During the COVID-19 pandemic, organisations need to balance the need to respect privacy of individuals, whilst keeping sites safe.
The Office of the Australian Information Commissioner (OAIC) has published guidance (which we covered in a previous article here) relating to the steps organisations, subject to the Privacy Act 1988 (Cth), may need to take in respect of specific issues arising during the COVID-19 pandemic.
Many organisations have been implementing or expanding remote working arrangements for employees. Whilst the Privacy Act does not prevent employees from working remotely as a response to COVID-19, the Australian Privacy Principles (APPs) will continue to apply.
This means an organisation will need to continue to manage personal information in accordance with legal requirements.
In general, the OAIC broadly recommends that an organisation that is subject to the Privacy Act:
Handling employee health information
Under APP 6, if an organisation holds personal information about an individual that was collected for a particular purpose, the organisation must not use or disclose the information for another purpose.
This requirement does not apply if the individual consents to the use or disclosure of the information.
Further, this requirement may not apply in certain other prescribed situations, where an exception is available.
For example, in relation to the “collection, use and disclosure of sensitive information”, certain exceptions may apply. In relation to COVID-19, the most relevant exception is where an organisation reasonably believes that the collection, use or disclosure is “necessary to lessen or prevent a serious threat to the life, health or safety of an individual, or to public health or safety.”
Can your organisation collect information from employees or visitors in relation to COVID-19?
Yes, provided that, your organisation should seek to only collect the “minimum information” as is reasonably necessary for preventing or managing COVID-19. This may include information the Department of Health says is needed to identify risk and implement appropriate controls to prevent or manage COVID-19 – such as, for example, whether the individual or a close contact has been exposed to a known case of COVID-19 or has recently travelled overseas (and to which countries they have travelled).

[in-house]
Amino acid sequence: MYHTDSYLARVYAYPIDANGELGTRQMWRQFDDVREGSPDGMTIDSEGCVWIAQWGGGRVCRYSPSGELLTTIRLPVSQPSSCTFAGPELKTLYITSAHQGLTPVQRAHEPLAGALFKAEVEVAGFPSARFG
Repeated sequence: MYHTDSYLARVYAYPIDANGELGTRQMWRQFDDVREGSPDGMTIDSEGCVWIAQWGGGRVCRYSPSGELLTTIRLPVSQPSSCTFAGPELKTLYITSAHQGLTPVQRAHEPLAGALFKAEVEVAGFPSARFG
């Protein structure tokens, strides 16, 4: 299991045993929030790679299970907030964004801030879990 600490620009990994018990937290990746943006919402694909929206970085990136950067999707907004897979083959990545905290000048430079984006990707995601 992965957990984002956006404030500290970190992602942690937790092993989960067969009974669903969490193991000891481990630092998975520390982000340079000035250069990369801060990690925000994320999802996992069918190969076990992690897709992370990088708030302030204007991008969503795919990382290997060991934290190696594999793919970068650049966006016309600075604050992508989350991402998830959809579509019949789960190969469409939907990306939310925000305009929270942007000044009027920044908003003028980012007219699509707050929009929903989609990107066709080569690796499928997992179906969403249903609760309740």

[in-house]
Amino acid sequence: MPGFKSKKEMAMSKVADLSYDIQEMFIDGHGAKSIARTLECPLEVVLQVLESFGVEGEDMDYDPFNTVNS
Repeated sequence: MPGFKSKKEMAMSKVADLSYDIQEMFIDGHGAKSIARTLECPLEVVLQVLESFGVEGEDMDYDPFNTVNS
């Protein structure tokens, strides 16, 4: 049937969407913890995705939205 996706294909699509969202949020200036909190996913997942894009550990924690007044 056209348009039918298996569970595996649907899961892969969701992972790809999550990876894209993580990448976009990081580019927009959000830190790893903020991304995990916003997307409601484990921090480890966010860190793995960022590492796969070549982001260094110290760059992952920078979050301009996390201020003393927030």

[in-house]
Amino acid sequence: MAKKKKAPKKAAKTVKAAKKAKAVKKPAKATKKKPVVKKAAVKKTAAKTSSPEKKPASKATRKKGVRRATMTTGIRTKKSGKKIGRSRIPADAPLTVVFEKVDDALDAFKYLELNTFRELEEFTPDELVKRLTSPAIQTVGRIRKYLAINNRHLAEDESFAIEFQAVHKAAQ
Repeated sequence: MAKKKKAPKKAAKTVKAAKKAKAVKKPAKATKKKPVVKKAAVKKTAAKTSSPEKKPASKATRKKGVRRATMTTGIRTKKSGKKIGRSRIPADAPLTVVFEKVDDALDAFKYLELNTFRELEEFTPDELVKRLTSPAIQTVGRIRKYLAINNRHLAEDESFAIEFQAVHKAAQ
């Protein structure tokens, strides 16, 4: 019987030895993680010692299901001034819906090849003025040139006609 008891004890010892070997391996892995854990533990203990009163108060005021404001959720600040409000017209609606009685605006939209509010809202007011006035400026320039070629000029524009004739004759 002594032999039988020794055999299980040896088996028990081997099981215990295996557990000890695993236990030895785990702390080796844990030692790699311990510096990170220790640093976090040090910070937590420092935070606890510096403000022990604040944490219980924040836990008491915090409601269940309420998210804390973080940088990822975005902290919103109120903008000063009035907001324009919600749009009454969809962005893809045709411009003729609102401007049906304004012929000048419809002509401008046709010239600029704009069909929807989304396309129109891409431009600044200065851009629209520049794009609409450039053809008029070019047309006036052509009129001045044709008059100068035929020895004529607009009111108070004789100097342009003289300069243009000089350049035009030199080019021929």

Can your organisation tell personnel that a colleague or visitor has or may have contracted COVID-19?
Yes, provided that your organisation should only use or disclose such personal information to the extent reasonably necessary and on a need-to-know basis for the purpose of preventing or managing COVID-19 in the workplace. Whether disclosure is necessary should be informed by appropriate advice, including from the relevant governmental health department.
How can your organisation protect personal information when working from home?
Your organisation may need to consider whether any changes to working arrangements will impact on the handling of personal information. In so doing, steps should be taken to assess any potential privacy risks, and establish appropriate risk-mitigation strategies.
Assessing potential privacy risks may also help reduce the risk of a data breach arising. It is important to ensure that protocols and processes are in place to reduce the risk of loss of, or unauthorised access to (or disclosure of) personal information.
Among other things, reasonable steps should be in place to protect personal information, including appropriate securing of devices, increasing tests for cyber security, reminding employees of appropriate storage and security of devices and documents (including when not in use) and compelling employees to use work email accounts only (not personal accounts) for all work-related emails, including those that may contain personal information.
For more information on managing your employment law obligations, see our most recent Q&A here.
At Holding Redlich, we are assisting a number of clients with managing privacy during the COVID-19 pandemic. Please contact us if you need any further information on privacy matters and appropriate management of personal information.
The information in this publication is of a general nature and is not intended to address the circumstances of any particular individual or entity. Although we endeavour to provide accurate and timely information, we do not guarantee that the information in this newsletter is accurate at the date it is received or that it will continue to be accurate in the future.